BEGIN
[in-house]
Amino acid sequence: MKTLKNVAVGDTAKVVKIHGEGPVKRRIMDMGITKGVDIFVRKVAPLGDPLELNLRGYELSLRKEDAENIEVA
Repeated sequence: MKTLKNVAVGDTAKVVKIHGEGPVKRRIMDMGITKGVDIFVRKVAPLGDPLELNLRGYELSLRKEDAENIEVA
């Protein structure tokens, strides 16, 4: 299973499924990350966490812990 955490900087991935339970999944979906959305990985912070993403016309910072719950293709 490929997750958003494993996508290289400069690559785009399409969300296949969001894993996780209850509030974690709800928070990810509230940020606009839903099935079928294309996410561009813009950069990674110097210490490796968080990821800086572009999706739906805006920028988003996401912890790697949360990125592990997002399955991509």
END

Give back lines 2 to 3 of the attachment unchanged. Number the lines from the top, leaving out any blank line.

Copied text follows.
Amino acid sequence: MKTLKNVAVGDTAKVVKIHGEGPVKRRIMDMGITKGVDIFVRKVAPLGDPLELNLRGYELSLRKEDAENIEVA
Repeated sequence: MKTLKNVAVGDTAKVVKIHGEGPVKRRIMDMGITKGVDIFVRKVAPLGDPLELNLRGYELSLRKEDAENIEVA